Wednesday, November 5, 2003
Francona interviews in Boston
BOSTON -- Terry Francona has changed since he managed the
Philadelphia Phillies to four losing seasons.
"I was very young. I was learning kind of on the run," he said
after interviewing for the job as Boston Red Sox manager. "I had a
goal back then to be a major league manager. Now I have a goal to
be a successful major league manager. I think it can be done."
Francona spoke with Red Sox general manager Theo Epstein and his
assistant, Josh Byrnes, for about six hours on Wednesday, two days
after former Boston shortstop Glenn Hoffman spent the day with team
management at Fenway Park.
The Red Sox also have received permission to talk to Anaheim
Angels pitching coach Bud Black, but he told the Los Angeles Times
he expected to turn down the chance for an interview. Epstein said
through a team spokesman only that no other interviews have been
Francona, 44, managed Philadelphia to a 285-363 record from 1997
to 2000, never winning more than 77 games. That was a young team
that considered improvement a success.
If he gets the job in Boston, Francona knows, he will be
expected to win right away. The Red Sox let Grady Little go after
he averaged 94 wins in two seasons because his managerial
philosophy didn't match Epstein's reliance on preparation and
"The one thing you just die for is a chance to win," Francona
said. "To have a chance to win and to be expected to win is what
you play for, what you coach for."
Francona spent the 2001 season as special assistant to baseball
operations for the Cleveland Indians and was bench coach for the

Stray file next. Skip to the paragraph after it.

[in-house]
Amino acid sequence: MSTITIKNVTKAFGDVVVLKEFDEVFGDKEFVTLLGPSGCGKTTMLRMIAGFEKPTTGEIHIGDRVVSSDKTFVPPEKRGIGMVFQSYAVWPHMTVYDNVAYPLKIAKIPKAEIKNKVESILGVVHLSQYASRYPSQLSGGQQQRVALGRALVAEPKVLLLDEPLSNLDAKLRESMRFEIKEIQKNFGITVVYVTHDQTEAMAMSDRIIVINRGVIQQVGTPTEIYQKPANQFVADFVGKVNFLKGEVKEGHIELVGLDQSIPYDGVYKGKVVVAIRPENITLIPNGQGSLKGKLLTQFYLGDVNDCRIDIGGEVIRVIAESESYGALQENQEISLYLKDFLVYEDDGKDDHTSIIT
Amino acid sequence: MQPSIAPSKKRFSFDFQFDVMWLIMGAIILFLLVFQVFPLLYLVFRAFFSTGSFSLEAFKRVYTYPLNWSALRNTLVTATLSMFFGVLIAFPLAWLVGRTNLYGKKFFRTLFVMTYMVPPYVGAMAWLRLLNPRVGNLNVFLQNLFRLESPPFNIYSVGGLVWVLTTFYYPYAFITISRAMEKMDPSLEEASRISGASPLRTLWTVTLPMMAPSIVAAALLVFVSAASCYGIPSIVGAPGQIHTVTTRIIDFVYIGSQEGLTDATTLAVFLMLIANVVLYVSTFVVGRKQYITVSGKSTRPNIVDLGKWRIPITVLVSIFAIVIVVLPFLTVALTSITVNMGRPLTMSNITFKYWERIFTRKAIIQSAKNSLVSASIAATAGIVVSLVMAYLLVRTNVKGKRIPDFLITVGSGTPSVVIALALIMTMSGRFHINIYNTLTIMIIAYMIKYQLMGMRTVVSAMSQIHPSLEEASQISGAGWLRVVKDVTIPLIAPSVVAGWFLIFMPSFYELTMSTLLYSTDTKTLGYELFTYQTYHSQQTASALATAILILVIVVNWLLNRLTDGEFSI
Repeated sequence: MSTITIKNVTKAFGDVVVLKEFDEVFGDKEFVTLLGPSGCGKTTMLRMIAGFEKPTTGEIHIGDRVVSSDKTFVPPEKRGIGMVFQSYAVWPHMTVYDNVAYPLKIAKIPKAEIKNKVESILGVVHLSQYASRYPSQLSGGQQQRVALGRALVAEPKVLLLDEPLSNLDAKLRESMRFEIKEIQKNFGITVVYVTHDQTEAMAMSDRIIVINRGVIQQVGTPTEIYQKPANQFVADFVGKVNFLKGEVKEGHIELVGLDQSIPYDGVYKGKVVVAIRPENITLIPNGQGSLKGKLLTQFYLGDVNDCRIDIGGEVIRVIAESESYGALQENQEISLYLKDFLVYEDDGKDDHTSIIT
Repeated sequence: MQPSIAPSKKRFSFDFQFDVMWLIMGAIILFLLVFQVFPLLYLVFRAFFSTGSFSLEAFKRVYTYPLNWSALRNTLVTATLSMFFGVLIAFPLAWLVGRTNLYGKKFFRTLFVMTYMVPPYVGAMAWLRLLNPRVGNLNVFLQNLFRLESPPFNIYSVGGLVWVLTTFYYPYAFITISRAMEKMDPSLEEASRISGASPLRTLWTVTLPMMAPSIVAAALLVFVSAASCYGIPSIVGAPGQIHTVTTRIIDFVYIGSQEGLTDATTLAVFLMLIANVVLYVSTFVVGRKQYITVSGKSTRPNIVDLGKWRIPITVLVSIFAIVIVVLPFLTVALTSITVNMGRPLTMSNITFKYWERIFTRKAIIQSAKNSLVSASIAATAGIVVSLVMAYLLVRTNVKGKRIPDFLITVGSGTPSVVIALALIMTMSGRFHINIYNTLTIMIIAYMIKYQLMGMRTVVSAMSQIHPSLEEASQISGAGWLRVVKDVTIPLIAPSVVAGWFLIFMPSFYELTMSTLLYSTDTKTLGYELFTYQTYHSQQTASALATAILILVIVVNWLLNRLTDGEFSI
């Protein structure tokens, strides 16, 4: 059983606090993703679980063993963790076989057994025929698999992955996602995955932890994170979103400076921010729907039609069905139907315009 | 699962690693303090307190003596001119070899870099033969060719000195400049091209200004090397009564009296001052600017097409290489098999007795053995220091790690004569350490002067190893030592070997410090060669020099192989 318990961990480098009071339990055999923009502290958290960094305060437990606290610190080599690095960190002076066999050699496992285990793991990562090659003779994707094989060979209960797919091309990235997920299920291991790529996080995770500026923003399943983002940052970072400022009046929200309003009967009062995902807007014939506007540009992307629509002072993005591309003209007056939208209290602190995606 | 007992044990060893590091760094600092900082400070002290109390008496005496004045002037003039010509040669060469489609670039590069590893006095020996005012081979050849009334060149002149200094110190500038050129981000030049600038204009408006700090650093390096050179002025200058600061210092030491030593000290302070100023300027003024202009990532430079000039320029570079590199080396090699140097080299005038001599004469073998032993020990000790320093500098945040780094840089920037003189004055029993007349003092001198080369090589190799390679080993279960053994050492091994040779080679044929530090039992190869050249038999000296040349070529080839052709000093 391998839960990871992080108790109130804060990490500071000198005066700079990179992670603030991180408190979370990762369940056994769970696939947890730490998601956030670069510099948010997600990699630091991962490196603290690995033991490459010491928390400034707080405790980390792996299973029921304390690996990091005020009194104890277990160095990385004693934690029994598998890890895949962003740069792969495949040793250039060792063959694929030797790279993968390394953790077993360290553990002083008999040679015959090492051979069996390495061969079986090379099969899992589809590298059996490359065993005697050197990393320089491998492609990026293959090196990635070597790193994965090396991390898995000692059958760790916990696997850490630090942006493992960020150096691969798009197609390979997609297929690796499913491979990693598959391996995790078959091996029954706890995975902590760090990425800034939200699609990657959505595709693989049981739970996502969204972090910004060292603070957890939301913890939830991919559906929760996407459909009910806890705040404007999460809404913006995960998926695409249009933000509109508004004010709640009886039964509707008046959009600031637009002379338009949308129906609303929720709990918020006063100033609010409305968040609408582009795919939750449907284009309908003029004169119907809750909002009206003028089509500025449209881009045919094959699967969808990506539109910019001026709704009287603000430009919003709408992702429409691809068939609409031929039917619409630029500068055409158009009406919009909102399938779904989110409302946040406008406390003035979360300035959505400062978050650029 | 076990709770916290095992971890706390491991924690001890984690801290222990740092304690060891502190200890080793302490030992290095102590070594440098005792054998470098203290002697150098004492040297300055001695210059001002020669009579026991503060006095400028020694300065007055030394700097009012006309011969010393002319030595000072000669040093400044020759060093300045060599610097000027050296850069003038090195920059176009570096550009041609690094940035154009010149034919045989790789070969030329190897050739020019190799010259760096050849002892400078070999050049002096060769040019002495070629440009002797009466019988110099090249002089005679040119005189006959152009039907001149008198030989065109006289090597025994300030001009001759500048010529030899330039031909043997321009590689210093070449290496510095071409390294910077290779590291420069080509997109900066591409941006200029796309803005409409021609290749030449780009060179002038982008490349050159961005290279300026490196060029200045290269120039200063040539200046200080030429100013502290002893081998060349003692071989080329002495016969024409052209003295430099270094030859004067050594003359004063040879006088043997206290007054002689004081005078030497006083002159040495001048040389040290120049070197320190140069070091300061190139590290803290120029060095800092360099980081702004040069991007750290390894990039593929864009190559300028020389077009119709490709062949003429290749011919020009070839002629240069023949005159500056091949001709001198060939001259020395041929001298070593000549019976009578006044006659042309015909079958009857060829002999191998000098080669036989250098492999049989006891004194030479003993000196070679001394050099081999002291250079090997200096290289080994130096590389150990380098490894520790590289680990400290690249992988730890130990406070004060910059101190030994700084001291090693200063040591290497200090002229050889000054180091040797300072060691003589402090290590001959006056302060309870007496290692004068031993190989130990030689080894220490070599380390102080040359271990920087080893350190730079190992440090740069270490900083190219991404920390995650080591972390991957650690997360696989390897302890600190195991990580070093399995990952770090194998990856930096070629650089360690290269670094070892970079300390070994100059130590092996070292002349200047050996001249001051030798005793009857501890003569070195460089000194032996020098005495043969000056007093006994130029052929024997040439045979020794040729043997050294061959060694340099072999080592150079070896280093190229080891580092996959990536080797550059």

Texas Rangers in 2002. He was a bench coach for Oakland this season
when the A's blew a 2-0 lead in the first round of the playoffs,
losing three straight to the Red Sox.
"I had a great view" of the Boston team, Francona said. "They
seemed to really care for each other on the field. They give you no
let-up in the lineup."
Francona, son of former major league outfielder Tito Francona,
was an outfielder and first baseman in the majors for 10 seasons
with Montreal, the Chicago Cubs, Cincinnati, Cleveland and
Milwaukee. He hit .274 with 16 homers in 708 games.
Hoffman is the only other person the team has interviewed for
the job that opened when Little was let go following the
heartbreaking loss to the New York Yankees in the AL championship
But unlike Hoffman, who said he was still sounding out the team
as it checked him out, Francona enthusiastically campaigned for the
"I was excited to come up here, and now I'm still excited," he
said. "Just to be considered for an interview is a real honor.
They're going to have a lot of terrific candidates for this job."